Oxalate metal complexes in aerosol particles: implications for the hygroscopicity of oxalate-containing particles
- Department of Earth and Planetary Systems Science, Graduate School of Science, Hiroshima University, Higashi-Hiroshima, Hiroshima 739-8526, Japan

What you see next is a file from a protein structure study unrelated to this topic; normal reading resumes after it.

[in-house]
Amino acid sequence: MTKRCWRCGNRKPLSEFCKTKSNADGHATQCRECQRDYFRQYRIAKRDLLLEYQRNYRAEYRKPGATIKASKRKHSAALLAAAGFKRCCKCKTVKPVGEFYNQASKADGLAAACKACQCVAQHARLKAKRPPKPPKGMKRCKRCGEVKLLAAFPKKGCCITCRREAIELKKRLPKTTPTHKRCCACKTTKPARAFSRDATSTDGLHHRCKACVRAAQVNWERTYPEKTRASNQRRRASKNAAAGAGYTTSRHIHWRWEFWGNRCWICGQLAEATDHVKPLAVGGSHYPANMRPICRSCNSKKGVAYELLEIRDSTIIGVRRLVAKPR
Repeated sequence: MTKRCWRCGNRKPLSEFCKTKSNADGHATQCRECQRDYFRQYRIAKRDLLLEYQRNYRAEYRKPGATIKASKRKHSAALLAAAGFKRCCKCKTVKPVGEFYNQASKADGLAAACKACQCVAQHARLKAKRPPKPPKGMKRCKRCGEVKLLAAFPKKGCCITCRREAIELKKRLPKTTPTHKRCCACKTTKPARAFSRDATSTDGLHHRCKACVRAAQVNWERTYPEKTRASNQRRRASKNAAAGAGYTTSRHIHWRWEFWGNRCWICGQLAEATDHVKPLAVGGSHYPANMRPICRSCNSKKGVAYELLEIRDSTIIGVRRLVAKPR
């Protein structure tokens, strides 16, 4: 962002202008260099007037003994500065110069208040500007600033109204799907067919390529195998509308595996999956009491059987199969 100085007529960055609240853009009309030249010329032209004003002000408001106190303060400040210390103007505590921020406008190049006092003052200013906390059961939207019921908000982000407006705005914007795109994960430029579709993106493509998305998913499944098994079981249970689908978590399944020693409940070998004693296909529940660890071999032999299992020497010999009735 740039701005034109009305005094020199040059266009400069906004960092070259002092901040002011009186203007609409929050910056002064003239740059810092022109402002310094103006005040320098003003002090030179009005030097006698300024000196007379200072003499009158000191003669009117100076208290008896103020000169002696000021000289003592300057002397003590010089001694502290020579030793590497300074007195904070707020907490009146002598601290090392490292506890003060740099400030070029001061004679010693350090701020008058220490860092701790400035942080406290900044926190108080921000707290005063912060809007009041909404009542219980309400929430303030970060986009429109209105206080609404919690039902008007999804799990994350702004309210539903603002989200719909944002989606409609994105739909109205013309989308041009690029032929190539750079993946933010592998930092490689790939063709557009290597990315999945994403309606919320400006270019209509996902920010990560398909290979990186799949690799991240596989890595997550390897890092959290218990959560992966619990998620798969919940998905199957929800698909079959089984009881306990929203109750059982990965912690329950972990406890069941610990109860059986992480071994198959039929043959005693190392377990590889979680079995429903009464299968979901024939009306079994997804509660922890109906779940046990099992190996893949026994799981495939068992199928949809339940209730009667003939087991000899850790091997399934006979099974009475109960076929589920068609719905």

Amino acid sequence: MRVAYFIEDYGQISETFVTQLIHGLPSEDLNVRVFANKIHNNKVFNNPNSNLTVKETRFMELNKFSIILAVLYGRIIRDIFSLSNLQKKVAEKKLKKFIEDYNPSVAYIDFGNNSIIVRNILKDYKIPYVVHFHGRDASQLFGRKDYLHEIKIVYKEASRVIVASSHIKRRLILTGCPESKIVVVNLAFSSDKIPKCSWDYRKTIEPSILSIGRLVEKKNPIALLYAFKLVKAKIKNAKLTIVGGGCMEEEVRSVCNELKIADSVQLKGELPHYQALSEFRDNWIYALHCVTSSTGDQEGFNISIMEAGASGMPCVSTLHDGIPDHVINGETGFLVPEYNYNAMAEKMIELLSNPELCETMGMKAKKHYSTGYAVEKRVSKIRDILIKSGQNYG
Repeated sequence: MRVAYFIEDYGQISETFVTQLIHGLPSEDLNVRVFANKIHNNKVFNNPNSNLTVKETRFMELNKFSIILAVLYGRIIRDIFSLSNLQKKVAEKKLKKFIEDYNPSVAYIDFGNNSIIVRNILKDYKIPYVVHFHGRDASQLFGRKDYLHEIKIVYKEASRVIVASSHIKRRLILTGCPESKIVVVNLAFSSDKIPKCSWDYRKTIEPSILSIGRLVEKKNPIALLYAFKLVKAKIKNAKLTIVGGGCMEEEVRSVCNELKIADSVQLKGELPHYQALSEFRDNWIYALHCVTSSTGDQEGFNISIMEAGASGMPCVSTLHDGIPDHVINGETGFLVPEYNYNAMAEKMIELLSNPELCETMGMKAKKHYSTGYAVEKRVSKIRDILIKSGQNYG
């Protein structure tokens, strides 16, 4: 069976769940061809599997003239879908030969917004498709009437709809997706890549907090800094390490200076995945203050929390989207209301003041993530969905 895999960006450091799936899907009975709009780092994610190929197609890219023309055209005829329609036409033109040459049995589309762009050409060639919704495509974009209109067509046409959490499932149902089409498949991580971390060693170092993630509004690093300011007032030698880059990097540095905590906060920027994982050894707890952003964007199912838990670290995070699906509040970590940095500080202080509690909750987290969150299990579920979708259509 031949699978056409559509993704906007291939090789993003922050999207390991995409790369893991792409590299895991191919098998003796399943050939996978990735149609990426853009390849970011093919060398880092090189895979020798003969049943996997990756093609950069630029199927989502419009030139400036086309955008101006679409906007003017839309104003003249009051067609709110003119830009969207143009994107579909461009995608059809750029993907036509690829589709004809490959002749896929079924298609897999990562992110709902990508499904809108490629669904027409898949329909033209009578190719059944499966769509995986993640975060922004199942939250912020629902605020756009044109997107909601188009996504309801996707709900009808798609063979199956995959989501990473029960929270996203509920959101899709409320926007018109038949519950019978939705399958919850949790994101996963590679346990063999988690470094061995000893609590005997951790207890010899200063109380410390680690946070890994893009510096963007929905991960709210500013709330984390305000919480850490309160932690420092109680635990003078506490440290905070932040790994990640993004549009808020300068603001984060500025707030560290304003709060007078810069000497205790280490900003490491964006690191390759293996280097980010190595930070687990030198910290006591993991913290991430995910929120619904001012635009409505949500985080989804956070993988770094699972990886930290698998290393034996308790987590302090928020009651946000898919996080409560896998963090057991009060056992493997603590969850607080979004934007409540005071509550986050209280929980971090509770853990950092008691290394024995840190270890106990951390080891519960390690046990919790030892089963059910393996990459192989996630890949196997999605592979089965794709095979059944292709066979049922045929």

Abstract. Atmospheric aerosols have both a direct and an indirect cooling effect that influences the radiative balance at the Earth's surface. It has been estimated that the degree of cooling is large enough to weaken the warming effect of carbon dioxide. Among the cooling factors, secondary organic aerosols (SOA) play an important role in the solar radiation balance in the troposphere as SOA can act as cloud condensation nuclei (CCN) and extend the lifespan of clouds because of their high hygroscopic and water soluble nature. Oxalic acid is an important component of SOA, and is produced via several formation pathways in the atmosphere. However, it is not certain whether oxalic acid exists as free oxalic acid or as metal oxalate complexes in aerosols, although there is a marked difference in their solubility in water and their hygroscopicity. We employed X-ray absorption fine structure spectroscopy to characterize the calcium (Ca) and zinc (Zn) in aerosols collected at Tsukuba in Japan. Size-fractionated aerosol samples were collected for this purpose using an impactor aerosol sampler. It was shown that 10–60% and 20–100% of the total Ca and Zn in the finer particles (<2.1 μm) were present as Ca and Zn oxalate complexes, respectively. Oxalic acid is hygroscopic and can thus increase the CCN activity of aerosol particles, while complexes with various polyvalent metal ions such as Ca and Zn are not hygroscopic, which cannot contribute to the increase of the CCN activity of aerosols. Based on the concentrations of noncomplexed and metal-complexed oxalate species, we found that most of the oxalic acid is present as metal oxalate complexes in the aerosols, suggesting that oxalic acid does not always increase the hygroscopicity of aerosols in the atmosphere. Similar results are expected for other dicarboxylic acids, such as malonic and succinic acids. Thus, it is advisable that the cooling effect of organic aerosols should be estimated by including the information on metal oxalate complexes and metal complexes with other dicarboxylic acids in aerosols.